The season for educational pursuits is here! For the next few months we shall all be immersed in educational programs to teach us more about taking care of patients with wounds. SAWC Spring in Atlanta, GA, is rapidly approaching, as are numerous local and regional wound care meetings. With all this good information floating around, I hope you will take advantage of at least some of the offerings. It is very important to continue learning. Author Tom Clancy said, “Life is about learning; when you stop learning, you die.” That pretty much covers the subject of continuing education.
Since you are still reading, you must be alive and interested in learning. I know when you are at a meeting and hear a great lecture, you assure yourself that you will incorporate everything you heard into your treatment of patients. Later, you begin to think about what was said, and decide that there is no way to incorporate those ideas into your practice. Why not? Maybe you don’t have the equipment or expertise to do exactly what was said, but maybe you can incorporate at least the basics into your practice. It requires thinking and innovation. Those are two concepts that are being lost in today’s world.
Thinking requires that one get away from the hustle and bustle and distractions of daily life, and let your mind roam freely from one topic to another. You will be amazed how often a startling, innovative thought will come to the forefront. Unfortunately, getting time to oneself may be difficult. Harper Lee, the famous author, once confessed, “I do much of my creative thinking while golfing. If people know you are working at home, they think nothing of walking in for a coffee. But they wouldn’t dream of interrupting you on the golf course.” I wonder if we could convince our employers of the benefit of heading to the golf course?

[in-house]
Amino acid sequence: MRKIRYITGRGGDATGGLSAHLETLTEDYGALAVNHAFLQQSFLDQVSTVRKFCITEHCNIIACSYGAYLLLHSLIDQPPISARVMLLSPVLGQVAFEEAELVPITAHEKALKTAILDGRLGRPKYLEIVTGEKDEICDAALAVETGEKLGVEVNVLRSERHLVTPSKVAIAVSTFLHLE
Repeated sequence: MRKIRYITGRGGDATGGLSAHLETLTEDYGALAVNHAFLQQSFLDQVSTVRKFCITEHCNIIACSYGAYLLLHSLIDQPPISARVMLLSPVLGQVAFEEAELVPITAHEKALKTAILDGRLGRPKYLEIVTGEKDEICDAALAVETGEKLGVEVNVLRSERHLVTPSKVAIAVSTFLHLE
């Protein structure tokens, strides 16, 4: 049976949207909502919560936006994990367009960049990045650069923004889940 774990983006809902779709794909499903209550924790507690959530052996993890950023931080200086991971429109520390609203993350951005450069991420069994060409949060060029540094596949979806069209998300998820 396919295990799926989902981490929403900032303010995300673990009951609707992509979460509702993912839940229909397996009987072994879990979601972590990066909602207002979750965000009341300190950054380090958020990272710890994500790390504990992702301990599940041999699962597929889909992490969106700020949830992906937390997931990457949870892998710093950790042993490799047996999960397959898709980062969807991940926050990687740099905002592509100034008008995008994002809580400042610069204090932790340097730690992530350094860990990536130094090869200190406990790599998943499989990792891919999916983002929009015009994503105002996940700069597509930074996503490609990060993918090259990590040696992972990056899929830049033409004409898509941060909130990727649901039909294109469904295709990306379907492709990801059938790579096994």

Unfortunately, getting away from it all is not something easily done. Everyone is always plugged into a cell phone, music, video game, or the like, so there is virtually no time during any waking period that one’s entire attention can be devoted to thinking. I fear this will result in the next generation being unable to develop original and innovative thoughts and ideas, which does not bode well for future innovations in any field, especially wound care.
To innovate means to introduce something new; to make changes; to alter.1 If one never has an original idea or never thinks about how something could be improved, there will be no innovation. Something new or altered cannot be introduced if there is nothing new or altered in the first place. Innovation will be required in order for the wound care field to move forward and improve care.
Thinking allows us to identify problems we face. Once we identify a problem, we must get in a quiet corner, think of all the issues surrounding it, consider all we know about it, and use some imagination to come up with a possible solution. Yes, I said imagination. With this kind of thinking, one may come up with some extreme and funny solutions. I know I certainly have. Continue refining your thoughts and ideas. You might wind up with a great, new innovative way to solve a problem. Think of all the ideas that have come from someone simply saying or thinking, “I wish I had ___to treat this wound,” or “This wound would do much better if this bandage did ___.” Figure out how to fill in the blanks. That is how innovation in wound care will happen.
Let me assure you that everyone that has ever taken care of a patient with a wound has the potential to come up with an innovative idea that could alter something we already do or result in something new being introduced. Good ideas are not the sole property of the academics. As you listen and learn this year, practice your thinking, not just in a brief way, but also in the appropriate environment and in the appropriate frame of mind. You never know when you might have a good idea that could help all of us.
“Set aside a few minutes every day just to think. Even better, a half-hour.”
~Edward Hallowell, behavioral researcher, Harvard Medical School
1. Urdang L, Stuart Berg Flexner SB, eds. The Random House Dictionary of the English Language, College Edition. New York, NY: Random House; 1968:687.